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Genome-wide DNA methylation analysis in alcohol dependence

Authors

  • Ruiling Zhang,

    1. The 2nd Hospital affiliated to Xinxiang Medical University, Xinxiang City, Henan Province, China
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    • These two authors (Ruiling Zhang and Qin Miao) should be regarded as joint first authors.
  • Qin Miao,

    1. The 2nd Hospital affiliated to Xinxiang Medical University, Xinxiang City, Henan Province, China
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    • These two authors (Ruiling Zhang and Qin Miao) should be regarded as joint first authors.
  • Chuansheng Wang,

    1. The 2nd Hospital affiliated to Xinxiang Medical University, Xinxiang City, Henan Province, China
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  • Rongrong Zhao,

    1. The 2nd Hospital affiliated to Xinxiang Medical University, Xinxiang City, Henan Province, China
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  • Wenqiang Li,

    1. The 2nd Hospital affiliated to Xinxiang Medical University, Xinxiang City, Henan Province, China
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  • Colin N. Haile,

    1. Menninger Department of Psychiatry and Behavioral Sciences, Baylor College of Medicine, Houston, TX, USA
    2. Michael E. DeBakey VA Medical Center, Houston, TX, USA
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  • Wei Hao,

    Corresponding author
    • The 2nd Hospital affiliated to Xinxiang Medical University, Xinxiang City, Henan Province, China
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  • Xiang Yang Zhang

    Corresponding author
    1. Michael E. DeBakey VA Medical Center, Houston, TX, USA
    2. Psychiatry Research Center, Beijing HuiLongGuan Hospital, Peking University, Beijing, China
    • Menninger Department of Psychiatry and Behavioral Sciences, Baylor College of Medicine, Houston, TX, USA
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Correspondence to: Wei Hao, 2nd Hospital affiliated to Xinxiang Medical College, 388 Jianshe Road, Xinxiang, Henan Province, 453002, China. E-mail: weihao57@gmail.com and Xiang Yang Zhang, VA Medical Center, 2002 Holcombe Boulevard, Houston, Texas, 77030, USA. Email: xyzhang@bcm.edu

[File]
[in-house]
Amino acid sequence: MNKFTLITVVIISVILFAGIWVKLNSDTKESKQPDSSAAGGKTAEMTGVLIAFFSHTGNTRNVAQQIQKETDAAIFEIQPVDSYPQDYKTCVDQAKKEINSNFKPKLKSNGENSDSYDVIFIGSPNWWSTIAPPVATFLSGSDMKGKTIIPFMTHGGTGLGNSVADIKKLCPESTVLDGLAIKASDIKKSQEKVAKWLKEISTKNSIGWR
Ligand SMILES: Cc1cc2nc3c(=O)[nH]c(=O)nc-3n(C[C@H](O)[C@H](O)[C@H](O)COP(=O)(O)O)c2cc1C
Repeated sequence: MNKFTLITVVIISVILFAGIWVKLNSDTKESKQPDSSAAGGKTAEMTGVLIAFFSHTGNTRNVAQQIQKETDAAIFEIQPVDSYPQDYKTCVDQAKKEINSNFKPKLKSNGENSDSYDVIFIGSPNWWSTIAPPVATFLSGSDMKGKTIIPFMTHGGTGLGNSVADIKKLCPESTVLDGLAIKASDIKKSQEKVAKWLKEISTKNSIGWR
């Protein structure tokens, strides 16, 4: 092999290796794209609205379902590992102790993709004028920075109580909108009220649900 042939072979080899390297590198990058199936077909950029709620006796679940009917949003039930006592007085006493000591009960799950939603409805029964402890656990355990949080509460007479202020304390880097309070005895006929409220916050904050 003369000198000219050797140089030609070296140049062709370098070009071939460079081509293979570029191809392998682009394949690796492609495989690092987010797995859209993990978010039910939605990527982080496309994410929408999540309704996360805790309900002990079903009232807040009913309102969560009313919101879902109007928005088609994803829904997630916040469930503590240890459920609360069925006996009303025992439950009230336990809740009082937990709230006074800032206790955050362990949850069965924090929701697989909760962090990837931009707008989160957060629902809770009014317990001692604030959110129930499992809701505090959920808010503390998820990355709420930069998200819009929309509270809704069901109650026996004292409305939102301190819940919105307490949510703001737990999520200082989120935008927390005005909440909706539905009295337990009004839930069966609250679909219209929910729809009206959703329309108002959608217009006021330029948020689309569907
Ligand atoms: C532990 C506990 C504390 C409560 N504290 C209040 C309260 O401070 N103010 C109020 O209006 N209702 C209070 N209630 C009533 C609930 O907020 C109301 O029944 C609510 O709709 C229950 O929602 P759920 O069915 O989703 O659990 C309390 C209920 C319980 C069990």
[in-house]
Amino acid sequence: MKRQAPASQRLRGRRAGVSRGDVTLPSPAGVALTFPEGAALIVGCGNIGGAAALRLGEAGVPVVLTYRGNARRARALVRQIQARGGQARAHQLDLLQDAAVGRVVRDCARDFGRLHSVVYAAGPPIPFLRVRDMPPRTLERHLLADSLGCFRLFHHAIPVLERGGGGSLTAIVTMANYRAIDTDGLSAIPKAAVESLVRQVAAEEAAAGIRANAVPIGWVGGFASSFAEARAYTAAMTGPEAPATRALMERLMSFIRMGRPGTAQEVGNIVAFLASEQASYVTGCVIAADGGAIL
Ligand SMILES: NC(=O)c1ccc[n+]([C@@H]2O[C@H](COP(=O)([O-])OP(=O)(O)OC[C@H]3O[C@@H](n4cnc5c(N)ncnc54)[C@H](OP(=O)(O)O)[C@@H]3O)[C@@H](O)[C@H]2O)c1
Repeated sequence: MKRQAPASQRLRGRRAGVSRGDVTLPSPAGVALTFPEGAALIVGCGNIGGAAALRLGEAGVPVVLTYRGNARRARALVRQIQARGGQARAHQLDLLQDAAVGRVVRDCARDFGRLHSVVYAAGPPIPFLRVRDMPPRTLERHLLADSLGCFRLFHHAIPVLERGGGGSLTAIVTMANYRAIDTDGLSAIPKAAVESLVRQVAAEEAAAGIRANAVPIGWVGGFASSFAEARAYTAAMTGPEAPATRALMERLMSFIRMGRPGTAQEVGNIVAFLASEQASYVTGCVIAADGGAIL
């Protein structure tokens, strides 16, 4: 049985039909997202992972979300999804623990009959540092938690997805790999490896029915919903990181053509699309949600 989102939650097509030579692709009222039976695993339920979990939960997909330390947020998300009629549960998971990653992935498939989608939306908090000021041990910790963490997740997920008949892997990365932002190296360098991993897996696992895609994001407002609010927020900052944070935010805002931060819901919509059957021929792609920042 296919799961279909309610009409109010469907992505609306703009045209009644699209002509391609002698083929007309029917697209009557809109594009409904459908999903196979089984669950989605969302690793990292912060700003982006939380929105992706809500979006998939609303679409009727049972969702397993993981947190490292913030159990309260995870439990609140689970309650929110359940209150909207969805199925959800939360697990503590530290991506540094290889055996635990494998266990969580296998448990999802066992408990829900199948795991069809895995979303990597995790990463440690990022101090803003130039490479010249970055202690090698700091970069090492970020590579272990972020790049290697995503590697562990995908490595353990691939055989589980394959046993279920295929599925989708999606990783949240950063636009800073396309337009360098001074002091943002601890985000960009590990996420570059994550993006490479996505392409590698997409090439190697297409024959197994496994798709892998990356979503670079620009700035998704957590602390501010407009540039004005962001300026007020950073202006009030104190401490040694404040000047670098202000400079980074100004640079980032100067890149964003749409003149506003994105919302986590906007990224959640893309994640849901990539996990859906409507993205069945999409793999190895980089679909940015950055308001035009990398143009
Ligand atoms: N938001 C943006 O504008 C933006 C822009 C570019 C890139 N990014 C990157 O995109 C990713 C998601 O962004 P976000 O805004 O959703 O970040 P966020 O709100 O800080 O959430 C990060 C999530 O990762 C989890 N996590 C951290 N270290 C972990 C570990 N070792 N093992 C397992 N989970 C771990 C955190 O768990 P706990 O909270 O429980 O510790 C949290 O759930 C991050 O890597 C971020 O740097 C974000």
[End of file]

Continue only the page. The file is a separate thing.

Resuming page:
Abstract

Genetic, epigenetic, and environmental factors influence the development of alcohol dependence (AD). Recent studies have shown that DNA methylation markers in peripheral blood may serve as risk markers for AD. Yet a genome-wide epigenomic approach investigating the role of DNA methylation in AD has yet to be performed. We conducted a population-based, case-control study of genome-wide DNA methylation to determine if alterations in gene-specific methylation were associated with AD in a Chinese population. Using the Illumina Infinium Human Methylation27 BeadChip, we assessed gene-specific methylation in over 27 000 CpG sites from DNA isolated from lymphocytes in 63 male AD in-patients and 65 male healthy controls. Using a multi-factorial statistical model, we observed differential methylation between cases and controls at multiple CpG sites with the majority of the methylated CpG sites being hypomethylated. Analyses with the online gene set analysis toolkit WebGestalt revealed that the genes of interest were enriched in multiple biological processes involved in AD development. Gene Ontology function annotation showed that stress, immune response and signal transduction were highly associated with AD. Further analysis by the Kyoto Encyclopedia of Genes and Genomes revealed associations with multiple pathways involved in metabolism through cytochrome P450, cytokine–cytokine receptor interaction and calcium signaling. Associations with canonical pathways previously shown to be involved in AD were also observed, such as dehydrogenases 1A (ADH1A), ADH7, aldehyde dehydrogenases 3B2 (ALDH3B2) and cytochrome P450 2A13. We present evidence that alterations in DNA methylation may be associated with AD, which is consistent with epigenetic theory.

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